A group of community supporters has lost patience with The Scarborough Hospital, calling its messages about upcoming cost-saving decisions “condescending,” repetitive and arrogant.
Friends of The Scarborough Hospital this week told the TSH board the hospital “continues to follow an approach that pre-empts good faith” in its current strategic planning exercise and treats interested residents like children.
“As a 69-year-old man, I resent being treated as a 13-year-old boy,” Pat Sherman, a spokesperson for the group, said at a board meeting Tuesday, Jan. 8.
For months, the hospital has held talks on a coming “health system transformation,” predicting “profound” changes in the way Ontario hospitals, including itself, provide care.
Sherman, one of a small number of residents who attended several talks, charged the community has not been able to take part “at an adult level” in what appears to be a “major overhaul” of hospital services.
The hospital received a report last year on its Maternal Newborn and Child Care Program which found “a signficant decrease” in deliveries at the General and Birchmount campuses and estimated TSH could save up to $5 million by consolidating the program at one campus.
Sherman said members of his group are hearing “all kinds of rumours” from hospital employees suggesting, despite administration assurances, “certain critical services are being moved from the Birchmount campus” so that its 24-hour Emergency Room “could end up fading away.”
Sherman admitted group members - who say they realize the hospital is in a difficult position - hadn’t heard officially any consolidations had been approved.
“Neither have we,” responded Michael Mueller, a former board chairperson, who maintained nothing has been decided yet.
Mueller said board members will be at a retreat next Tuesday, Jan. 15, to see for the first time what internal management teams and the Hay Group, consultants for the strategic plan exercise, have to say.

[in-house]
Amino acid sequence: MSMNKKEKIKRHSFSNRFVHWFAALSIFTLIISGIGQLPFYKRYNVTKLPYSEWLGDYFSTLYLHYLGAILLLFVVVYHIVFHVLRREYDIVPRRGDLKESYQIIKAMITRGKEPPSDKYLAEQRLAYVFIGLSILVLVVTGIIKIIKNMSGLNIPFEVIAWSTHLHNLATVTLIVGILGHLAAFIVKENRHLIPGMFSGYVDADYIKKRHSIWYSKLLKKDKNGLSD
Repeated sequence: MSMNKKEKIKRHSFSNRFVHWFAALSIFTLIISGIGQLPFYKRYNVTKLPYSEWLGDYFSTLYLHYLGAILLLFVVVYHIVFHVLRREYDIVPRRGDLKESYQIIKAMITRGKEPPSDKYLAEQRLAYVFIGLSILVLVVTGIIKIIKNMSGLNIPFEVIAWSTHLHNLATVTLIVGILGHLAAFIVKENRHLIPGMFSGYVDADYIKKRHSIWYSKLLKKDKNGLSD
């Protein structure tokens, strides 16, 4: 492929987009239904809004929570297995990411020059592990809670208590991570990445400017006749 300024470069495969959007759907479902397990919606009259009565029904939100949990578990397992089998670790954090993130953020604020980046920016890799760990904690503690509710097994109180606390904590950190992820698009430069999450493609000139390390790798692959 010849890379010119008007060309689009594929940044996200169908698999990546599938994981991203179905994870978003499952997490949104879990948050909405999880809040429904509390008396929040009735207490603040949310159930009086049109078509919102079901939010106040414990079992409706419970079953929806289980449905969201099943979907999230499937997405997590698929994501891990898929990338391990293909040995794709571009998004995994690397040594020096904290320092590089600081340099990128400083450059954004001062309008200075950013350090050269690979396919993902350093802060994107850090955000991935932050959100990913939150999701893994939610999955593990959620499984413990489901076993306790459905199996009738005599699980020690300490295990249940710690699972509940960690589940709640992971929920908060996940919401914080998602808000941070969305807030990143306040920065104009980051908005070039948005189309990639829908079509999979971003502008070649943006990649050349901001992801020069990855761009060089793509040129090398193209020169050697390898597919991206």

The administration will go to the community soon after with potential recommendations, and say, “Help us make the best decision,” Mueller said, but insisted the Birchmount’s 24-hour ER “has been a must-have at the hospital” and putting it at risk has never been discussed.
“We’re not hiding anything,” he added later, saying the recommendations will present savings that add up to more than the hospital’s projected 2013 budget shortfall of $17 million, so the community can choose.
“If the community says, ‘save this, cut this,’ we have to listen to it.”
Administrators were hoping to have the recommendations in hand last month, but officials say the timetable proved too ambitious.
“The good news is the consultant said, ‘You’re not wasting any money,’” Mueller said.
“The bad news is there’s no low-hanging fruit.”
CEO Dr. John Wright, meanwhile, has spoken to more than 2,000 people about the hospital’s situation in the last 45 days or so, added Mueller. “The overwhelming number get it.”
The final set of evening meetings presenting the hospital’s message but no specifics on the choices it may face are scheduled for Thursday, Jan. 10, at the Malvern Community Centre and next Monday, Jan. 14, at Cedarbrook Community Centre.
Sherman and the Friends group first brought its criticisms of the hospital’s community engagement process to a Dec. 19 board meeting of the Central East Local Health Integration Network, the body which funds health care in Scarborough.
Slides in the group’s presentation complain of “meetings with no plan and no proposal” and “TSH senior management arrogance,” before asking the LHIN to make the process more transparent for residents and to “help our community get answers.”
Board members this week, however, said the hospital has tried to involve the community as early in the process as it could.
“We are on the same page,” said Vu Tran, a family physician at his first meeting as a member who wondered why things had turned so antagonistic.
“Why are we fighting over rumours?” he asked.
Being an Emergency Room doctor himself, “there’s no way I’m going to let these guys cut” the ERs, Tran said. “I’m going to fight damn hard.”
The board will have to make tough decisions – and it may be 10 or 15 years before people can say if it made the right ones – but it will come to the community and make those decisions together, he said.